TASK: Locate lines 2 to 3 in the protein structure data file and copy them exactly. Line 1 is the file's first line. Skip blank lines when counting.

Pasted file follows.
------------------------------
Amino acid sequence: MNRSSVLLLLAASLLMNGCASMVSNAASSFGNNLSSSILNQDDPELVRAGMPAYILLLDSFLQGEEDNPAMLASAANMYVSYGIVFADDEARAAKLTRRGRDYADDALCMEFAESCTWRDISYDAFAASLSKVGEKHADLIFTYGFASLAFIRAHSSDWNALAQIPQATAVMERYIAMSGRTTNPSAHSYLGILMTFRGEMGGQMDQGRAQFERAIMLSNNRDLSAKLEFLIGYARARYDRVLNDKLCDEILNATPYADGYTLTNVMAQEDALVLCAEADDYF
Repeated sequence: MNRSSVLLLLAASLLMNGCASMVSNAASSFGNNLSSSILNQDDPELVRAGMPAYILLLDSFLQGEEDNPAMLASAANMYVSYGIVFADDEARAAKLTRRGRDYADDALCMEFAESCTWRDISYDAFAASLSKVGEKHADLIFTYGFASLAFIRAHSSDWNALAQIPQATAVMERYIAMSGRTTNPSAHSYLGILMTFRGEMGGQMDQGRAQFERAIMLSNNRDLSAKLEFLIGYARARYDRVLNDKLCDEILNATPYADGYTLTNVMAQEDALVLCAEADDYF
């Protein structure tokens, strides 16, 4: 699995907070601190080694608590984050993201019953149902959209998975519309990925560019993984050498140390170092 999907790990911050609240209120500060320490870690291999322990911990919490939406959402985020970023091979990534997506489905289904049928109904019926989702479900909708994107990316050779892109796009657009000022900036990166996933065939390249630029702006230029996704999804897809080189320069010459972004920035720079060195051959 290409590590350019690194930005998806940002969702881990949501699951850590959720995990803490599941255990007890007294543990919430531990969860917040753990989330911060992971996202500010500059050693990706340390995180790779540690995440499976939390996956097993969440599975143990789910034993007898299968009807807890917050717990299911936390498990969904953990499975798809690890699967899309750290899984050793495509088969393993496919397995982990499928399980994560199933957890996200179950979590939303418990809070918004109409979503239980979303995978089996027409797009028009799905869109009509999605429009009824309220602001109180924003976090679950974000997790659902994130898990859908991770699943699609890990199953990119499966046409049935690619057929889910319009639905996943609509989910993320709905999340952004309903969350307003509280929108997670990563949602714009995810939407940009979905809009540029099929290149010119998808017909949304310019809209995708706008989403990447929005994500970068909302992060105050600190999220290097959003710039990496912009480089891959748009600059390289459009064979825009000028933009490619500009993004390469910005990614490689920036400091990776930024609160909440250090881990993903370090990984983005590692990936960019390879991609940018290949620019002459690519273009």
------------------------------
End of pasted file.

Repeated sequence: MNRSSVLLLLAASLLMNGCASMVSNAASSFGNNLSSSILNQDDPELVRAGMPAYILLLDSFLQGEEDNPAMLASAANMYVSYGIVFADDEARAAKLTRRGRDYADDALCMEFAESCTWRDISYDAFAASLSKVGEKHADLIFTYGFASLAFIRAHSSDWNALAQIPQATAVMERYIAMSGRTTNPSAHSYLGILMTFRGEMGGQMDQGRAQFERAIMLSNNRDLSAKLEFLIGYARARYDRVLNDKLCDEILNATPYADGYTLTNVMAQEDALVLCAEADDYF
């Protein structure tokens, strides 16, 4: 699995907070601190080694608590984050993201019953149902959209998975519309990925560019993984050498140390170092 999907790990911050609240209120500060320490870690291999322990911990919490939406959402985020970023091979990534997506489905289904049928109904019926989702479900909708994107990316050779892109796009657009000022900036990166996933065939390249630029702006230029996704999804897809080189320069010459972004920035720079060195051959 290409590590350019690194930005998806940002969702881990949501699951850590959720995990803490599941255990007890007294543990919430531990969860917040753990989330911060992971996202500010500059050693990706340390995180790779540690995440499976939390996956097993969440599975143990789910034993007898299968009807807890917050717990299911936390498990969904953990499975798809690890699967899309750290899984050793495509088969393993496919397995982990499928399980994560199933957890996200179950979590939303418990809070918004109409979503239980979303995978089996027409797009028009799905869109009509999605429009009824309220602001109180924003976090679950974000997790659902994130898990859908991770699943699609890990199953990119499966046409049935690619057929889910319009639905996943609509989910993320709905999340952004309903969350307003509280929108997670990563949602714009995810939407940009979905809009540029099929290149010119998808017909949304310019809209995708706008989403990447929005994500970068909302992060105050600190999220290097959003710039990496912009480089891959748009600059390289459009064979825009000028933009490619500009993004390469910005990614490689920036400091990776930024609160909440250090881990993903370090990984983005590692990936960019390879991609940018290949620019002459690519273009």